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Title: Blog by Novelist William S. Frankl, MD

Jesus and the Migrant Crisis

 

WASHINGTON EXAMINER

Jesus doesn’t fit your political narrative

by Nicole Russell

| December 23, 2018 08:00 AM

 

Since the migrant crisis in Europe began in 2015, it has become a common occurrence to see religious figures and publications combine incorrect theology with the political narrative of the day. For example, Pope Francis recently tweeted this:

Others have said similar things in recent months:

Whether evangelical or Catholic, many denominations try to encourage Americans to be friendlier toward migrants or refugees by insinuating that they should be like Jesus — and after all, Jesus himself was a refugee. This is entirely false and not only that, but this bizarre focus on Jesus as a “refugee” misses the entire point of the Gospel.

First, the concept that Jesus might have been a refugee comes from the fact that He was born in a stable after His parents, Joseph and Mary, could not find any room in the inn, following a lengthy journey from Nazareth, via donkey, to Bethlehem. Mary and Joseph were not going to Bethlehem because they had no home, nor did Joseph lack relatives in Bethlehem. The reason he went, and that there was no place to stay, is because the Caesar was a greedy, demanding ruler who demanded everyone return to their hometowns to participate in the census: “All went to be registered, each to his own town” (Luke 2:3).

I’m not saying the journey was pleasant and not without peril, and indeed, following Jesus’ birth, Mary and Joseph feared for Jesus’ life because King Herod wanted to kill him. This wasn’t as much a political agenda as a personal one: Herod didn’t want another king to take his spot. The family fled to Egypt until Herod died. But even this did not make Jesus a refugee in the sense that he was seeking respite from political persecution, although I can sometimes see where people might interpret it that way. The Bible says in Matthew 2:15: “[Jesus] remained there until the death of Herod. This was to fulfill what the Lord had spoken by the prophet, ‘Out of Egypt I called my son.'”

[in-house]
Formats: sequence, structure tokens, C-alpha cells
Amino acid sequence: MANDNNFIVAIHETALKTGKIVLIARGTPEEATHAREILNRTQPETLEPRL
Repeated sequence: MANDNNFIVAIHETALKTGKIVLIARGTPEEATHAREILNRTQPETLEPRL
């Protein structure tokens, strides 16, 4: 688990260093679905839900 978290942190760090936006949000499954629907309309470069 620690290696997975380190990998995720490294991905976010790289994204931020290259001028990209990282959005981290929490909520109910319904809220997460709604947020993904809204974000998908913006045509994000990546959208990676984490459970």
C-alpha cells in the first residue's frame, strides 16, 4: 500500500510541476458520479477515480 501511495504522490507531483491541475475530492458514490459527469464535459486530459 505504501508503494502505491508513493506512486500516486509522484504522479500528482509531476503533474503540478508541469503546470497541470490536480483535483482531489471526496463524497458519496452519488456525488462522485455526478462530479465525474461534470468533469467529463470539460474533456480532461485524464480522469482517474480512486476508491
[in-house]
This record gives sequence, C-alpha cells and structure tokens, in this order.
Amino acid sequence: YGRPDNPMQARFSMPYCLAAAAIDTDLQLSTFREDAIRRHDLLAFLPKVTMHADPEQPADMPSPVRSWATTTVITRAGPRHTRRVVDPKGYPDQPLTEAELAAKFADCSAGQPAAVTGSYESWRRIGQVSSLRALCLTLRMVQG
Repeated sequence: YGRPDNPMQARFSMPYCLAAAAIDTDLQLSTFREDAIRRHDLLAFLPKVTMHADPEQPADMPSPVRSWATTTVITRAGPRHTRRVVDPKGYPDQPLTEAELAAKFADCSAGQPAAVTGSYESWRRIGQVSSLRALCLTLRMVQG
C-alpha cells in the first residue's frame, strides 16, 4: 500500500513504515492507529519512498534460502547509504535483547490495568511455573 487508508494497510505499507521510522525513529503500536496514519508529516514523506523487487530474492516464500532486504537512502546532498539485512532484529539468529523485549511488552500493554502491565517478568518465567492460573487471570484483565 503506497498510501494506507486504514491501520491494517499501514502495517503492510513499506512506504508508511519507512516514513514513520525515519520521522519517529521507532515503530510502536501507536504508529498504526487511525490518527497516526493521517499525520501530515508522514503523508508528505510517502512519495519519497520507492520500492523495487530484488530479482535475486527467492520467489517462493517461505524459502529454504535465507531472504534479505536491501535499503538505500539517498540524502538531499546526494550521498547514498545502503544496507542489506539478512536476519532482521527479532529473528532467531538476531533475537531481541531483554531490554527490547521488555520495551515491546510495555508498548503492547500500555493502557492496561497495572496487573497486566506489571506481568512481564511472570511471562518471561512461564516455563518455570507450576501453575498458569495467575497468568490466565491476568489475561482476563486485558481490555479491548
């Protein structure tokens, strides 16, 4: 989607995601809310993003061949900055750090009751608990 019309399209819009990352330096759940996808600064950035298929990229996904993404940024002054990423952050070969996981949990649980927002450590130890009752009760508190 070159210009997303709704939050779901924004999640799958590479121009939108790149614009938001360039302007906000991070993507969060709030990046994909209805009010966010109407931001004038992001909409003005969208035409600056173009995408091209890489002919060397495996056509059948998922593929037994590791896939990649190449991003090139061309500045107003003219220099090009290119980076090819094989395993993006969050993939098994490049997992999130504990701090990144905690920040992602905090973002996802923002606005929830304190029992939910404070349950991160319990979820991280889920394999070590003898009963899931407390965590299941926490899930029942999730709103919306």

Mary, Joseph, and Jesus did not travel to Bethlehem or ultimately flee to Egypt fearing persecution or seeking asylum status. They originally went to Bethlehem because Rome demanded it and they fled because they wanted to evade Herod’s thumb — this also fulfilled prophecy.

The larger and more important picture is that Jesus was not some kind of victim, wandering in utero with his parents all over the Middle East just searching for a place to be born. Christians believe God is omniscient, omnipresent, and omnipotent, sovereignly in control of all world events: from the donkey Mary rode to Bethlehem on to the fact that there was no room in the inn.

This is not a political statement but a spiritual truth to the Jews and the Gentiles of the world: A savior has been born. He has come from humble beginnings, but He will save His people from their sins. Without the simple humility of the idea that even the savior had no place to rest His head, His incredible sacrifice later on the cross would be difficult to accept. Still, because He was God in the flesh and was willing to become fully human — without which atonement for sins could not have occurred because a perfect deity cannot atone for sins — the gift of salvation is that much more a picture of grace.

This does not mean Jesus does not care about refugees or Middle Easterners more than he cares about Americans or atheists. It just means that the story of salvation is far bigger and more incredible than any political narrative, on the Left or on the Right.

Nicole Russell (@russell_nm) is a contributor to the Washington Examiner’s Beltway Confidential blog. She is a journalist who previously worked in Republican politics in Minnesota.

 

 

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